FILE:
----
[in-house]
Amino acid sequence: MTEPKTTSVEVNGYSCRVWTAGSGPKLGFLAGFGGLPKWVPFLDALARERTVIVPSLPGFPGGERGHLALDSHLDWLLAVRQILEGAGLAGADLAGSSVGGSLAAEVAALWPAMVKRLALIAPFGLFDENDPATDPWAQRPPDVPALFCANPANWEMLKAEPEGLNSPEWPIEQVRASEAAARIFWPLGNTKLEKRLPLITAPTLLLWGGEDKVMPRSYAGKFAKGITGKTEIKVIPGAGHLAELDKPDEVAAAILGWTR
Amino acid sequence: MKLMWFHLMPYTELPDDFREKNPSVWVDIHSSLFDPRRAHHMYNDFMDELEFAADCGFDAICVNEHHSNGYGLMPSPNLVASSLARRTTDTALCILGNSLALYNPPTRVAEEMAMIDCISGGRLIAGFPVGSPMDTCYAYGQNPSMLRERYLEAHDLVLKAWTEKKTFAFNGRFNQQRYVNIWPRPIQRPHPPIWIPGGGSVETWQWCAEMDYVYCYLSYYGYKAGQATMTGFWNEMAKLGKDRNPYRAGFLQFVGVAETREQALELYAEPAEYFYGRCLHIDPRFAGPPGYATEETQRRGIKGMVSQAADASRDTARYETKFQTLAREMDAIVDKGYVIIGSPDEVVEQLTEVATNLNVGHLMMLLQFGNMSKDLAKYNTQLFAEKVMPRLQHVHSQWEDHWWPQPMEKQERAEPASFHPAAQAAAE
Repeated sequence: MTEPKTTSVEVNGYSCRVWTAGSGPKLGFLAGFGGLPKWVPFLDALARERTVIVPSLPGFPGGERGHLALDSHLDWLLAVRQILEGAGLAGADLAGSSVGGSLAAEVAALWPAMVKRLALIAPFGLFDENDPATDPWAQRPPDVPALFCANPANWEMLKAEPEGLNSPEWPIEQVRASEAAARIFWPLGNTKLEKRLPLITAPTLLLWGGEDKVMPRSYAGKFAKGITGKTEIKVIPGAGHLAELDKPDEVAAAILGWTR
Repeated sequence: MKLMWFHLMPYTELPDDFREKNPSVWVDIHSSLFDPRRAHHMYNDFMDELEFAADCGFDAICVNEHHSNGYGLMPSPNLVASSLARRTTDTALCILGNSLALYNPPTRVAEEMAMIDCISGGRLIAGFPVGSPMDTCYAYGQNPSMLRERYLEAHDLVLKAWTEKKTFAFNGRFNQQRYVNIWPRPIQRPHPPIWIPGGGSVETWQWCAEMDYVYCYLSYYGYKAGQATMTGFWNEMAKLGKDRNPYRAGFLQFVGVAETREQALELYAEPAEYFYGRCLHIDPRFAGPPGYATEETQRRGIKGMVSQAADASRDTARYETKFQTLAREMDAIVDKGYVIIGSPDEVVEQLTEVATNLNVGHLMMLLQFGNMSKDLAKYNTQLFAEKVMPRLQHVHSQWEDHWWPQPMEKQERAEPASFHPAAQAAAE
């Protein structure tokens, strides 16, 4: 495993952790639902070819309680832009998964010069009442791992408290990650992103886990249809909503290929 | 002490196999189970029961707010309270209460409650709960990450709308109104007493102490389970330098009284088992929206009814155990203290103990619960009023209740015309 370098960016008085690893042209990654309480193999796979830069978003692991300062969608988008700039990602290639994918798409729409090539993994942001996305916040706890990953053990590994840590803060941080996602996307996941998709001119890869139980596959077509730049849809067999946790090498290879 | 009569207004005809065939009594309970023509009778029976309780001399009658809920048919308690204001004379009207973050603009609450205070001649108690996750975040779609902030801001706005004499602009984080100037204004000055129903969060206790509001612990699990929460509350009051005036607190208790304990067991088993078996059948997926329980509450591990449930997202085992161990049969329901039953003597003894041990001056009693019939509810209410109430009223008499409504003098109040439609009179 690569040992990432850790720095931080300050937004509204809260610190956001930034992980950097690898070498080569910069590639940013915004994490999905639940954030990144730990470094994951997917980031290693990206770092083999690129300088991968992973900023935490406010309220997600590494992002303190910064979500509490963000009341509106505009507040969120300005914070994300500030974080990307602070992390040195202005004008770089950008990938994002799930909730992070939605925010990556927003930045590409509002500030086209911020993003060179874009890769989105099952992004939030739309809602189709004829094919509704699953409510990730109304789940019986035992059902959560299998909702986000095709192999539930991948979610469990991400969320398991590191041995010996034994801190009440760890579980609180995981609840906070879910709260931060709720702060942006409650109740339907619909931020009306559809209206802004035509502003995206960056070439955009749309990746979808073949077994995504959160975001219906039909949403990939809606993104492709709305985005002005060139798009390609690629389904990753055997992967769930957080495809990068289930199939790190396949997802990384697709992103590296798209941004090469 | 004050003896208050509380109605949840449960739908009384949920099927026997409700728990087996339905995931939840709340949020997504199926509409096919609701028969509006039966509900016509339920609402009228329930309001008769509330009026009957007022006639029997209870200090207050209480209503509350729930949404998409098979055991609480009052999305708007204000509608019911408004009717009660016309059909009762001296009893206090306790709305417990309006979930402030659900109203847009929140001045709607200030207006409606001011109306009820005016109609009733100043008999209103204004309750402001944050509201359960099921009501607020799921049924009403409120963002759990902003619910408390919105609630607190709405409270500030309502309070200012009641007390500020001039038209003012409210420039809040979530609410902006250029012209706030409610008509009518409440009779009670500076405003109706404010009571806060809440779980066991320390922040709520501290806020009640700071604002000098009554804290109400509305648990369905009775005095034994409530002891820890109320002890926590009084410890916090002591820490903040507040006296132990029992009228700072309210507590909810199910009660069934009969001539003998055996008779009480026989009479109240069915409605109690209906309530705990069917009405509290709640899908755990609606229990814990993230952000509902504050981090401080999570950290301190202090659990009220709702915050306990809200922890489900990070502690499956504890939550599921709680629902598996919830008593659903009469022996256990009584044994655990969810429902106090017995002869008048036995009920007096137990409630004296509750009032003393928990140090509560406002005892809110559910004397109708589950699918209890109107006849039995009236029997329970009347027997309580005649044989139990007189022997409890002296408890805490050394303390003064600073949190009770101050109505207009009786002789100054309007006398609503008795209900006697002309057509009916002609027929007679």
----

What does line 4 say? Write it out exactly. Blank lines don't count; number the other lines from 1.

Repeated sequence: MTEPKTTSVEVNGYSCRVWTAGSGPKLGFLAGFGGLPKWVPFLDALARERTVIVPSLPGFPGGERGHLALDSHLDWLLAVRQILEGAGLAGADLAGSSVGGSLAAEVAALWPAMVKRLALIAPFGLFDENDPATDPWAQRPPDVPALFCANPANWEMLKAEPEGLNSPEWPIEQVRASEAAARIFWPLGNTKLEKRLPLITAPTLLLWGGEDKVMPRSYAGKFAKGITGKTEIKVIPGAGHLAELDKPDEVAAAILGWTR